Do you know the difference between “the media” and journalism? Many people do not.

Pardon me for a soapbox moment here but this is important. Real journalism is what powers our democracy and helps to hold the powerful accountable. I couldn’t stop thinking about this as I attended last weekend’s Investigative Reporters and Editors conference in Denver. So I want to tell you about this incredible community of mission-driven, passionate, honorable professionals.

Award-winning investigations

Investigative Reporters & Editors award winners

Here are some of the projects that received this year’s Investigative Reporters & Editors awards, announced in April and honored at its conference last weekend. The full listing is at IRE.org/awards.

The Secret IRS Files,” ProPublica.   

Judges’ comments: This investigation made a once-in-a-lifetime leak of tax returns accessible through meticulous reporting and plain language and graphics. The reporters exposed the creative ways the world’s richest people amass unparalleled wealth while paying virtually no taxes. The historic effort revealed gross absurdities and inequities of the tax system, prompting a global conversation about possible reforms.

Poisoned,” Tampa Bay Times with the support of PBS Frontline.

Judges’ comments: “Poisoned” was an extraordinary and incredibly focused investigation (of a smelter that exposed hundreds to lead and other toxic chemicals). The data was difficult to acquire and piece together, making this investigation a step above the rest. (This also received a Pulitzer Prize for investigative reporting.)

Wires and Fires,” Milwaukee Journal Sentinel/USA Today Network.

Judges’ comments: This project exposed a scourge in the poorest areas of Milwaukee: No one was investigating who was to blame for deadly fires that were caused by hazardous wiring. The project explored how powerful business interests, particularly landlords and developers, had weakened laws that would have better protected tenants from dying in fires at rental properties.

Death Sentence,” The Indianapolis Star.

Judges’ comments: The Star’s work in “Death Sentence” shines a glaring light on what’s happening behind bars in Indiana’s jails. The fact that the team took on the task of counting deaths and piecing together an entire system, which hadn’t been done before, allows the work to stand out. The investigation also goes beyond accountability by examining solutions and offering information to the public, allowing people to find out what’s happening in jails in their communities.

The Hidden Tab,” Spotlight PA & The Caucus.

Judges’ comments: “Hidden Tab” demonstrated the true cost of government! Spotlight PA and The Caucus executed a multilayered FOIA strategy to develop something that hadn’t been done before, and ultimately revealed the myriad of ways in which state legislators spend millions of tax dollars in questionable ways. The team’s work included bipartisan reaction and a powerful solutions aspect in the form of what the legislature could do to be more transparent in the future, which could also lead to change. The team’s exhaustive process and method in which they leveraged FOIA fundamentally “opened government” and that’s a true example of what this type of reporting should look like.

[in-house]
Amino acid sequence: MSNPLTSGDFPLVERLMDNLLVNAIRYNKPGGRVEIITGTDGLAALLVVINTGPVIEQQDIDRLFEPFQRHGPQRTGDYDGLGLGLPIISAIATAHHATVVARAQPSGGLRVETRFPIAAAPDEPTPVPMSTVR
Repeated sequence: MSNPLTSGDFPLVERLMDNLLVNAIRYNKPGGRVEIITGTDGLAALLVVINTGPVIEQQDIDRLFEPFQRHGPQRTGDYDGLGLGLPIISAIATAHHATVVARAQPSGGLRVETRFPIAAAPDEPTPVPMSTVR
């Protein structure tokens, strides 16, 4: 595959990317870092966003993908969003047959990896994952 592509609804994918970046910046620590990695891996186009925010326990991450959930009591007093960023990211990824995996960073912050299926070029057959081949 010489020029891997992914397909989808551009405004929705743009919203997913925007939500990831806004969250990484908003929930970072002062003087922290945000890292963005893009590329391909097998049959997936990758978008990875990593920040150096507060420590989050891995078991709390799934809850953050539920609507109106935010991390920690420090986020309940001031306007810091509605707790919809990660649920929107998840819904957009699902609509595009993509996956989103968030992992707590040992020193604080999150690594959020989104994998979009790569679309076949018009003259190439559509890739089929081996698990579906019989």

More

More than 1,400 of the best journalists gather each year at this conference and share trade secrets with the very people they compete against for “scoops” and exclusive interviews the rest of the year.

Mostly, they are here to learn new ways to protect you and me from corruption and unchecked power by government and big business, disinformation and extremist zealots.

Many even take their own precious vacation days, pay for airfare and hotel, plus a few hundred dollars of registration fees to attend a work conference. Does that happen in your industry?

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“The media is the enemy of the people,” you may have heard. Nothing could be further from the truth at this conference. To give you a flavor of the discussions, here are some of the session topics:

∙ Misinformation: How do you know what to believe?
∙ Investigating threats against poll workers and election officials
∙ Investigating the new organized crime
∙ Investigating judges and the courts
∙ Tracking dark money in the midterm elections
∙ Coping with trauma as a journalist

That last one is more critical than ever. Journalists must bear witness to the most heinous, brutal events in life to record for the rest of us what happened and how it can be prevented next time. That’s traumatic. So is being attacked for serving the calling of their profession, which happens with alarming frequency in 2022 thanks to a constant drumbeat of lies and derision toward them as nothing more than “fake news.” (Even health care workers face angry patients spewing lies nowadays, so I know journalists are not alone in this alternate reality.)

Journalism matters. And it matters more to the people here this week and the rest of the IRE community more than most of the American people know.

It’s a cruel irony that this group of incredible storytellers needs someone to tell their story. I feel grateful to have spent a few days learning from them and continue to be honored to work in a field that continues to help our society be the best it can be.

I just wish more people appreciated the work these amazing people do.

This is excerpted from the free, weekly Voices for a Free Press newsletter. Sign up to receive it at the Save the Free Press website here.